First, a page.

, Volume 32, Issue 7-8, pp 1139-1153
Date: 30 Apr 2008

Eastward propagating MJO during boreal summer and Indian monsoon droughts

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Abstract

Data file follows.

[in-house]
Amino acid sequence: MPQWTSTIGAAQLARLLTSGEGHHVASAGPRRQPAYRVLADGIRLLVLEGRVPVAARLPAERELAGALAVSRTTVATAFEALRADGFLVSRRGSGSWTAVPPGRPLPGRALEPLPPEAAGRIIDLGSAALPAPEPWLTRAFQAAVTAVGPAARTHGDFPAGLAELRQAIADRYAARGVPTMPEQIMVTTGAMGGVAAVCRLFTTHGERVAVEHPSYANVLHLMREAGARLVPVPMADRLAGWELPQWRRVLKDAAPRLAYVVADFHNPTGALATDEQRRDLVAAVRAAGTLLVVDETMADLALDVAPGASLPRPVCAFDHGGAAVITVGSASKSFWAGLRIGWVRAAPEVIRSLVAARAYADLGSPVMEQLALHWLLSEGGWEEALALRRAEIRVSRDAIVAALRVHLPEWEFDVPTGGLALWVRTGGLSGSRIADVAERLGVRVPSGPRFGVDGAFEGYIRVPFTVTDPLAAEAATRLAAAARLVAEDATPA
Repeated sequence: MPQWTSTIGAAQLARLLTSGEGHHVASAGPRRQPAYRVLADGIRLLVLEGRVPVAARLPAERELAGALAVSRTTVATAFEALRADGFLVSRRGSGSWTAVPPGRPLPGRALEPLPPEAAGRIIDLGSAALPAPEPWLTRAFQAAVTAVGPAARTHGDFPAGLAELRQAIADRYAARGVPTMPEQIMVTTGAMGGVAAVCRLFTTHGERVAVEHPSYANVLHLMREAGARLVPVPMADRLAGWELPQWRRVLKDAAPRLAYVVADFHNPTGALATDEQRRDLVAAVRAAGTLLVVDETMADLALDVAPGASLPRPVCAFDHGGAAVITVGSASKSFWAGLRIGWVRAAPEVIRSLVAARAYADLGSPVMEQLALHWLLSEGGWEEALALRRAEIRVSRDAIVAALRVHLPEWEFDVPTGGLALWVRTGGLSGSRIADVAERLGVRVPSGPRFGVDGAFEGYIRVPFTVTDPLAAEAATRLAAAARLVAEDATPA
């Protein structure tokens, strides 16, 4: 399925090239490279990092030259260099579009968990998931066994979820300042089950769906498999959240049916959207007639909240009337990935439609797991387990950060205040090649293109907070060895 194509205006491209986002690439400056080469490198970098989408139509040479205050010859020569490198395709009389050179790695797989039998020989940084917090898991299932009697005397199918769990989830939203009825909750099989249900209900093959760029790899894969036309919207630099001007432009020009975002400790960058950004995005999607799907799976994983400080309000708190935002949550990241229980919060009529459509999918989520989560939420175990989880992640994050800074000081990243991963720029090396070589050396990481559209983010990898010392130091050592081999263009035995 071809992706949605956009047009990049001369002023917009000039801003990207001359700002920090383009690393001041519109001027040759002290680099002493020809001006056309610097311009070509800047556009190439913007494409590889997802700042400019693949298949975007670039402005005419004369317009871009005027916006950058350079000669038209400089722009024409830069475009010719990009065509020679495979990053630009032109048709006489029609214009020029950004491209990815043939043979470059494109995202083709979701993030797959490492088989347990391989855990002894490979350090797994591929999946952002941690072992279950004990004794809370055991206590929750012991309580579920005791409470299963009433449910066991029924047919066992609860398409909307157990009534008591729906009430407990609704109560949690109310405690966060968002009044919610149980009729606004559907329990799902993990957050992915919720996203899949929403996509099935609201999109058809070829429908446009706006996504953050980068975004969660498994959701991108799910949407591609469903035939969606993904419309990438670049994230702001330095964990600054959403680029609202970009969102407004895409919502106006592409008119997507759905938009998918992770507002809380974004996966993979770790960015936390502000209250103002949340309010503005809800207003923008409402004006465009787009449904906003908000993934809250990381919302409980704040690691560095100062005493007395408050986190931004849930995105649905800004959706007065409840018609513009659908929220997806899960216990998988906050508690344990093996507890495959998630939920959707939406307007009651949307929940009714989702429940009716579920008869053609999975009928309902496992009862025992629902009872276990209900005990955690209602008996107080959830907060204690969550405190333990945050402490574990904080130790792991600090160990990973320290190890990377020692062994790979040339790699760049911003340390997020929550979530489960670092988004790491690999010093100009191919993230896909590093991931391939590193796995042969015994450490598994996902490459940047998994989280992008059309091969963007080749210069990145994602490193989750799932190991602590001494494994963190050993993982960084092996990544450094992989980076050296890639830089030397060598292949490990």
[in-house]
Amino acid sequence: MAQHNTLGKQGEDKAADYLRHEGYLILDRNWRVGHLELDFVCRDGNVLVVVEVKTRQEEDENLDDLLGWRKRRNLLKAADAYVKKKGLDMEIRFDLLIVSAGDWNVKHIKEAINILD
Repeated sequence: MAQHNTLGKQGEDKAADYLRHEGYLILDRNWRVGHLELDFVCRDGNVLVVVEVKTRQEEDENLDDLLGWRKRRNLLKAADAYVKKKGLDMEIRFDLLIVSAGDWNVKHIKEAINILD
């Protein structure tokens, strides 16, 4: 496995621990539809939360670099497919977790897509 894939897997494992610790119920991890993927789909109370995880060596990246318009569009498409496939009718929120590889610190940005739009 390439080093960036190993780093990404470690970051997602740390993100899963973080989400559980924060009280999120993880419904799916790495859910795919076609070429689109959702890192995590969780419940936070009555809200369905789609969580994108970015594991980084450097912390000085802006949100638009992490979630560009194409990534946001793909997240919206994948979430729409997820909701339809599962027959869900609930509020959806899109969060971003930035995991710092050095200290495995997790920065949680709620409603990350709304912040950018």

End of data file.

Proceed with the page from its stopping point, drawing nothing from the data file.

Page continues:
Improved understanding of underlying mechanism responsible for Indian summer monsoon (ISM) droughts is important due to their profound socio-economic impact over the region. While some droughts are associated with ‘external forcing’ such as the El-Niño and Southern Oscillation (ENSO), many ISM droughts are not related to any known ‘external forcing’. Here, we unravel a fundamental dynamic process responsible for droughts arising not only from external forcing but also those associated with internal dynamics. We show that most ISM droughts are associated with at least one very long break (VLB; breaks with duration of more than 10 days) and that the processes responsible for VLBs may also be the mechanism responsible for ISM droughts. Our analysis also reveals that all extended monsoon breaks (whether co-occurred with El-Niño or not) are associated with an eastward propagating Madden–Julian Oscillation (MJO) in the equatorial Indian Ocean and western Pacific extending to the dateline and westward propagating Rossby waves between 10° and 25°N. The divergent Rossby wave associated with the dry phase of equatorial convection propagates westward towards Indian land, couple with the northward propagating dry phase and leads to the sustenance of breaks. Thus, the propensity of eastward propagating MJO during boreal summer is largely the cause of monsoon droughts. While short breaks are not accompanied by westerly wind events (WWE) over equatorial western Pacific favorable for initiating air–sea interaction, all VLBs are accompanied by sustained WWE. The WWEs associated with all VLB during 1975–2005 initiate air–sea interaction on intraseasonal time scale, extend the warm pool eastward allowing the convectively coupled MJO to propagate further eastward and thereby sustaining the divergent circulation over India and the monsoon break. The ocean–atmosphere coupling on interannual time scale (such as El-Niño) can also produce VLB, but not necessary.